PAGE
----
Earlier this week, the OECD released its findings from an in-depth investigation into citizenship by investment (CBI) and residency by investment (RBI) programs throughout the globe.
According to the OECD, many of these CBI and RBI programs can be purportedly abused by individuals to “hide their assets offshore by escaping reporting under the OECD/G20 Common Reporting Standard (CRS).”
More specifically, the OECD report suggests that ID cards “and other documentation obtained through CBI/RBI schemes can potentially be misused abuse to misrepresent an individual’s jurisdiction(s) of tax residence and to endanger the proper operation of the CRS due diligence procedures.”
The OECD claims that the questionable CBI and RBI programs listed potentially “give access to a low personal income tax rate on offshore financial assets and do not require an individual to spend a significant amount of time in the location offering the scheme.”
Furthermore, the report writes that this conclusion “is based on the premise that most individuals seeking to circumvent the CRS via CBI/RBI schemes will wish to avoid income tax on their offshore financial assets in the CBI/RBI jurisdiction and would not be willing to fundamentally change their lifestyle by leaving their original jurisdiction of residence and relocating to the CBI/RBI jurisdiction.”
The OECD’s List of Risky CBI & RBI Programs
Below is a full list of those CBI and RBI programs found to be questionable by the OECD investigation.
Malta and Cyprus, EU members known for the overall success of their CBI and RBI programs, have made the list and swiftly moved to refute these allegations.
Jonathan Cardona, Head of Malta’s Individual Investor Programme (IIP), said the country carries out extensive due diligence investigations into the applicants.
Cardona told Malta Today that the IIP “[asks] for every single piece of supporting documentation on how applicants’ wealth was created, and that includes banking statements and tax certificates, but also proof of donations or how wealth was inherited, amongst others.”
Despite such efforts, Vera Jourouva, the EU's Justice commissioner, criticized these EU programs for putting citizenship up for sale.
Jourouva said: “I understand that citizenship schemes are favourable for the economy. But this is unfair for the people who cannot afford to buy citizenship. And citizenship is something so, so big and so valuable that citizenship for sale seems for me rather problematic.”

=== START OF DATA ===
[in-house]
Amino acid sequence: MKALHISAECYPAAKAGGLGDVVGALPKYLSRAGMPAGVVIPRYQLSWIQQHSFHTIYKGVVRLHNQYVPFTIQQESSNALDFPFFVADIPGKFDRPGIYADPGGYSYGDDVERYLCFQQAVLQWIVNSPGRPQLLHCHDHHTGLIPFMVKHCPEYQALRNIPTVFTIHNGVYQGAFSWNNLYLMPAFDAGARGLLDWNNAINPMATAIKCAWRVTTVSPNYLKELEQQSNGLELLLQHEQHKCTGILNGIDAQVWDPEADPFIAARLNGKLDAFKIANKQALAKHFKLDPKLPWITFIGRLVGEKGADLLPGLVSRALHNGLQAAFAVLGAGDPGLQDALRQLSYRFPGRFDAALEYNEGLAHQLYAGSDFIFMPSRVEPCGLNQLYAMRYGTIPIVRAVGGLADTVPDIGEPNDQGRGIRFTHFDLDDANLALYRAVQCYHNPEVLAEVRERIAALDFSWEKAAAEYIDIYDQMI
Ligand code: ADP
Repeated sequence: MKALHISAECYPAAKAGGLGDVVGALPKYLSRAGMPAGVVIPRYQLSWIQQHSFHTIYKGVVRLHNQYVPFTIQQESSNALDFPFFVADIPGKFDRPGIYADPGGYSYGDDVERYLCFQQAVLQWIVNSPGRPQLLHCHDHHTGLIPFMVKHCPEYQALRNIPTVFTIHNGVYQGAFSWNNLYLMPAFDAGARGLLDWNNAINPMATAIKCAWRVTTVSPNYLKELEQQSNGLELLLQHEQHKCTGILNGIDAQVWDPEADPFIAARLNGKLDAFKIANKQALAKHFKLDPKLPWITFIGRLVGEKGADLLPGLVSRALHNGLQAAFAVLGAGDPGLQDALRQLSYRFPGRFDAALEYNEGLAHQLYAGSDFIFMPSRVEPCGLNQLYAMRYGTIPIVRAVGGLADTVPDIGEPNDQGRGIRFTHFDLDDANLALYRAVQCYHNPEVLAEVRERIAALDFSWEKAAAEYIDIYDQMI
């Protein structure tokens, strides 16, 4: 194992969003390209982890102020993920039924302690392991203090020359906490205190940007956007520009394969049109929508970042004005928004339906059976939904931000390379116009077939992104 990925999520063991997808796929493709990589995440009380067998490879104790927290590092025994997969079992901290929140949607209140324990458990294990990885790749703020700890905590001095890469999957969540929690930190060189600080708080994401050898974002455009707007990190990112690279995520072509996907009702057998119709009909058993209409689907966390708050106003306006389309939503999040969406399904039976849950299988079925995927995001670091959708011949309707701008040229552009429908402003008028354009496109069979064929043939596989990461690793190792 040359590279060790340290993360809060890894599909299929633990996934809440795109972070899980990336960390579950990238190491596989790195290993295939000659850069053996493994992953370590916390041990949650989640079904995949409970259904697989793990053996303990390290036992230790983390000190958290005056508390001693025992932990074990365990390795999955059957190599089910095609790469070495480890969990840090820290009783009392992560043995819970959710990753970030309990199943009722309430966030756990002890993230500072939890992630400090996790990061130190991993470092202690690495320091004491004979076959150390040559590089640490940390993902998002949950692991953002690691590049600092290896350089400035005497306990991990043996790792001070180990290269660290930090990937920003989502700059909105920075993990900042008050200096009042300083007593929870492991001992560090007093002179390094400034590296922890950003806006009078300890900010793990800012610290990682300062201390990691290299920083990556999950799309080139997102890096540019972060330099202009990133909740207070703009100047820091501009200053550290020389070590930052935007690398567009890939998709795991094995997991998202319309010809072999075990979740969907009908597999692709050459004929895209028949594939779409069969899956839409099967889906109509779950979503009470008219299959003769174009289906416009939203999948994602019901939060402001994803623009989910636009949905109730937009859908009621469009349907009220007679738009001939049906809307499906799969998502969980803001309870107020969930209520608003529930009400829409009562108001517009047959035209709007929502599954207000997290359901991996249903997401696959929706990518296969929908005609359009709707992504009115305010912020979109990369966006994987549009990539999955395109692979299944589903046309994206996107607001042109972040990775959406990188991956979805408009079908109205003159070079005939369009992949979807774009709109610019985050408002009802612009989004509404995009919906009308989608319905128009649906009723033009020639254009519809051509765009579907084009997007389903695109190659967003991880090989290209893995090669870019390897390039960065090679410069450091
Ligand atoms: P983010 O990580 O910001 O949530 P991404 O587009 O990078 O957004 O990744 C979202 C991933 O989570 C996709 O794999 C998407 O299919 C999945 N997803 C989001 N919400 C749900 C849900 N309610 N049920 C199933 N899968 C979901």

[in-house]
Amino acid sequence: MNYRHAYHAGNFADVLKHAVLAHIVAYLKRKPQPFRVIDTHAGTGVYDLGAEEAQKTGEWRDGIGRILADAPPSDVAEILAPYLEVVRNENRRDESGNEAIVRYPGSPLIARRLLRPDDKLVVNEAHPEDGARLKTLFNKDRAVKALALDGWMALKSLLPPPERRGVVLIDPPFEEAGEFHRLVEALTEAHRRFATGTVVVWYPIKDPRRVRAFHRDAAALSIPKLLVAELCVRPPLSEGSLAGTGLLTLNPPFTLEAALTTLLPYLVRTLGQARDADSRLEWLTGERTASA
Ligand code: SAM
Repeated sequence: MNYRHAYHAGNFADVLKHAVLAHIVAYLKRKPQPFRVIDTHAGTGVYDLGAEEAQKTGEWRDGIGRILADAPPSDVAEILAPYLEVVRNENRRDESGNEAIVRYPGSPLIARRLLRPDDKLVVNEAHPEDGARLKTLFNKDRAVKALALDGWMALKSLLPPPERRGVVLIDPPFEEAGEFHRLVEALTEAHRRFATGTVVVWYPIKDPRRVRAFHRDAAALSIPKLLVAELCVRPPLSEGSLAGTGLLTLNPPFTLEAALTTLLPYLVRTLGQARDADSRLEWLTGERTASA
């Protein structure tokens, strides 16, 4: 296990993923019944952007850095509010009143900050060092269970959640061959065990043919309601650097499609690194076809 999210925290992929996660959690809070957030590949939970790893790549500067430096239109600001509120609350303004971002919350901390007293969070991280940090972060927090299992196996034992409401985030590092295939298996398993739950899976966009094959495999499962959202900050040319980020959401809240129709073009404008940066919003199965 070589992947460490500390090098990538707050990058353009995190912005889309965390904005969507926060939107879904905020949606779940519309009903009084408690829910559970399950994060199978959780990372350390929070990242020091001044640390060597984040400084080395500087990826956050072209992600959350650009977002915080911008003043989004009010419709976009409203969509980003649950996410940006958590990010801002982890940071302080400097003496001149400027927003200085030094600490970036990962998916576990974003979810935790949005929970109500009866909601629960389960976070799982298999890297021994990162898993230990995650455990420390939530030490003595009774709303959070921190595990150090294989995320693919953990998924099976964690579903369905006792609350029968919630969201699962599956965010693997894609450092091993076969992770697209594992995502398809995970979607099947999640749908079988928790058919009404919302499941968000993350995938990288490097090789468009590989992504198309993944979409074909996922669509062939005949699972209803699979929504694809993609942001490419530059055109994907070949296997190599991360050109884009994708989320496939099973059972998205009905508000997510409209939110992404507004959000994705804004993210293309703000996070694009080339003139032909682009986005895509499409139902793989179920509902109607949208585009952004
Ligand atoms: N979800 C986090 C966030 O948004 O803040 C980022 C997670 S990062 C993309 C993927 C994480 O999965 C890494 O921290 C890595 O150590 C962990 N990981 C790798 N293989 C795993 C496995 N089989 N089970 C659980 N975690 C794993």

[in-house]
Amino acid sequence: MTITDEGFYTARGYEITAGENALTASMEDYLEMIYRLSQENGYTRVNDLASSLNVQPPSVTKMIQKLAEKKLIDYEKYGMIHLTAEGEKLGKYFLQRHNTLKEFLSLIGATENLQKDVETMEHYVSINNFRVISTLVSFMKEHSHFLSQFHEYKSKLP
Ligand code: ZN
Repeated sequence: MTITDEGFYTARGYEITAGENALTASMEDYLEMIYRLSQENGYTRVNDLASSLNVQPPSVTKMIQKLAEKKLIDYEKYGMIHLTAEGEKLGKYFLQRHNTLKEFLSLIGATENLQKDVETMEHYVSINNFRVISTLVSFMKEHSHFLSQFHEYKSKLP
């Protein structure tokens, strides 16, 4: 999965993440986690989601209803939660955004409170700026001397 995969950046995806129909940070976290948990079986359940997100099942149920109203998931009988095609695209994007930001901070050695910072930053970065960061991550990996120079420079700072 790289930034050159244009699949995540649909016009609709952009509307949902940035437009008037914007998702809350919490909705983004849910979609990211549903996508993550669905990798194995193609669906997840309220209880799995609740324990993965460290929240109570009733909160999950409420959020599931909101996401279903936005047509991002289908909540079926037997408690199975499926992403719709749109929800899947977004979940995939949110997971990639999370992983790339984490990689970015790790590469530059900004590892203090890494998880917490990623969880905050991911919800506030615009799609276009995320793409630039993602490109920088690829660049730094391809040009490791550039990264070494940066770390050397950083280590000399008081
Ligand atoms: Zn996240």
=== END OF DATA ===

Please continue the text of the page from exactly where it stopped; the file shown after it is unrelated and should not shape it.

Keep in mind that Cyprus and Malta have bone benefited greatly from citizenship by investment programs.
According to Transparency International and Global Witness, via their respective CBI programs, “Cyprus has raised €4.8 billion ($5.5 billion) since 2013, while Malta has reaped about €718 million ($831 million) in foreign direct investment since 2014.”
Furthermore, available statistics suggest “that approximately 3,300 people have been granted citizenship through the Cypriot program since 2013.”
OECD Recommendations for Financial Institutions
Following this investigation, the OECD offered financial institutions a series of steps to take when handling cases of individuals who have participated in the aforementioned CBI or RBI programs.
Primarily, the OECD recommends that financial institutions pose several questions to said individuals. Per the OECD, these questions include the following:
- Did you obtain residence rights under an CBI/RBI scheme?
- Do you hold residence rights in any other jurisdiction(s)?
- Have you spent more than 90 days in any other jurisdiction(s) during the previous year?
- In which jurisdiction(s) have you filed personal income tax returns during the previous year?
What are your thoughts on the OECD’s findings? Will they raise issues for jurisdictions offering these programs?
Let us know with a comment!